Tawanda Chimhini is the director of the Election Resource Center in Harare, Zimbabwe.

After 37 years in office, President Robert Mugabe has finally relinquished power, and Zimbabwe suddenly finds itself with an opportunity for desperately needed political reform. Yet the ruling party and the old system of government remain firmly in place. Mugabe’s departure will count for little if the new president does not make fundamental changes to what he himself has called the “poisoned” domestic political landscape.

Before President Emmerson Mnangagwa was sworn in on Nov. 24, he pledged to build a “new democracy” and committed himself to elections. Immediately following his swearing in, he announced that his government intends to move swiftly to national elections rather than to try to establish some sort of inclusive government. He also assured the public that the vote will be held between July 23 and Aug. 22, 2018, as originally scheduled.

It is highly unlikely that those elections will be fully free and fair, but we can work to make them significantly better than they have been in the past. A group of Zimbabwean civil society organizations have identified the most important reforms that are needed to make good on the promise of this transitional moment. Coming out of that process, it is clear that the following five changes are essential if the elections are to be credible.

First, we need to see the separation of the ruling party from the state. For too long, the ruling Zimbabwe African National Union-Patriotic Front (ZANU PF) has used the bureaucracy and key democratic institutions for its own interests. Most important of all, the ruling party should cease interfering with the workings of the Zimbabwe Electoral Commission. The ZANU-PF can effectively stymie electoral reform because the commission lacks true independence. As things stand, its decisions must be ratified by the Ministry of Justice, which remains under the control of the ruling party. The ZANU-PF can also manipulate the electoral system through its effective control of the personnel appointed to the commission.

Another massive problem is the way that the ruling party has manipulated traditional leaders to push its message and deny political space to the opposition. Chiefs need to be politically neutral — unlike in the past — for free and fair polls to occur. Patronage used to capture state institutions has rendered them weak and unable to discharge their roles in a professional, transparent and accountable manner.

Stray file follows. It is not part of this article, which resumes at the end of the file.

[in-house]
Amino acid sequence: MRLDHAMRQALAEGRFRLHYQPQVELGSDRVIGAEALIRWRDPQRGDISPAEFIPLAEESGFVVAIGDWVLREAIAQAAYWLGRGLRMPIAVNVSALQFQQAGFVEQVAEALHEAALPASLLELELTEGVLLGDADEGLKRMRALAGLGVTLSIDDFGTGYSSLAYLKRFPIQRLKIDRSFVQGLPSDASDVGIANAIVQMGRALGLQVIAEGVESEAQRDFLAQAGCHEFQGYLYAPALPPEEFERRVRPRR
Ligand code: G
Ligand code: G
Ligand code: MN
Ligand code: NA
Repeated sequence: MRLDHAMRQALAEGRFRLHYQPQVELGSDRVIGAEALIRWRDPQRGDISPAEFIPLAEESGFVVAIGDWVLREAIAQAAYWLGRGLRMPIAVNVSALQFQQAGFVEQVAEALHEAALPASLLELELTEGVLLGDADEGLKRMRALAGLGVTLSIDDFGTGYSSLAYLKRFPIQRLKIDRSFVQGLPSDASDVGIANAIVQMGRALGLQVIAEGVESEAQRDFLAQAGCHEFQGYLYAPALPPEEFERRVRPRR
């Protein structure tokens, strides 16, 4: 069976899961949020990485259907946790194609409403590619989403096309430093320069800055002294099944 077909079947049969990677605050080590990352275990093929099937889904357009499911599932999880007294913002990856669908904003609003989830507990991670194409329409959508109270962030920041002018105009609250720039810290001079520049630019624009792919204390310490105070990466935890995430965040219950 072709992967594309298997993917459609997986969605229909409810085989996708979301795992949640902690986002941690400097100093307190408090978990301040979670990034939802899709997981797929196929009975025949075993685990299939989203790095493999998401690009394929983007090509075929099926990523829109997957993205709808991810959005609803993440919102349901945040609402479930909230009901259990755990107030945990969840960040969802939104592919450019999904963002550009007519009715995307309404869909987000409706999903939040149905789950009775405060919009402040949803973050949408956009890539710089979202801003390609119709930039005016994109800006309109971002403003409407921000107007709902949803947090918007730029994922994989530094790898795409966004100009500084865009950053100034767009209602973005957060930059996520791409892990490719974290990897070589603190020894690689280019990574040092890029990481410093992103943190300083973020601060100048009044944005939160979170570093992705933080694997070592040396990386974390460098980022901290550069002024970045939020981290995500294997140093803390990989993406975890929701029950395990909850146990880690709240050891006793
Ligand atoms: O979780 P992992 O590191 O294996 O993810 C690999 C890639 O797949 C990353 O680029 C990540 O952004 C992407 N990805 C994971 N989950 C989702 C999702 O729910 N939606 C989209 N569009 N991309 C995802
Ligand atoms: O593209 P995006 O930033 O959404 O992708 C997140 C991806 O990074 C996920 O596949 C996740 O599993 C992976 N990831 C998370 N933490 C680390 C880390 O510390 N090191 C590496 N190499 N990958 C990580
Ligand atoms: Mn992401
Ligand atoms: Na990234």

Second, there must be a return to constitutionalism. This means that the new president must respect constitutional constraints on his power such as term limits and that the security forces must agree to respect the outcome of elections — and not seek to influence them — regardless of the liberation credentials of the successful party or candidates.

Third, human rights must be protected. It is essential that both the military and the ZANU-PF commit to this principle. Their failure to do so has been a constant problem in previous elections. We need to see an end to the intimidation of voters and the politicization of food aid and other services, especially in rural areas. The empowerment of independent constitutional commissions, such as the Zimbabwe Human Rights Commission, to investigate (and if need be, prosecute) human rights abuses in the future is also essential.

Fourth, the military has taken on a more prominent political role because of its removal of Mugabe and its installation of Mnangagwa in power. This needs to be swiftly reversed. A free and fair election can only happen under a civilian government. The military, therefore, needs to return to barracks and there needs to be a public commitment that all security forces, including the police, are meant to serve and protect all the people of Zimbabwe without fear or favor.

Fifth, these changes need to be effectively communicated so that ordinary Zimbabweans know that they can participate in the election without risking their personal safety. This means that the government needs to lead to peace and reconciliation, to acknowledge past wrongs, apologize to victims and persuade the population that similar things will not happen again.

We know — from the region and more widely — that electoral reform is not an overnight affair. Some of these changes will not be feasible in the months before the elections. But many can be done in just a few days.

The president should explicitly prioritize both electoral reform and national reconciliation and lay out paths for both. He should order the government to provide food aid and core services to all those in need. He should explicitly guarantee the right of all political parties to campaign freely without intimidation. And he should ban any interference by the military and police in electoral processes. Such measures require leadership, not legislation.

Within the electoral commission, those appointed to represent the interests of the ruling party must be removed and the commission’s independence cemented. This, too, does not depend on complex structural reform, but on political will. All too often the problem is not the constitution or the electoral regulations, but rather the failure to follow the rule of law.

The next few months will test the new regime’s stated commitment to a return to democracy. If we do not have a credible election in 2018 it will not be the fault of destiny. It will be because the government was not willing to make it happen.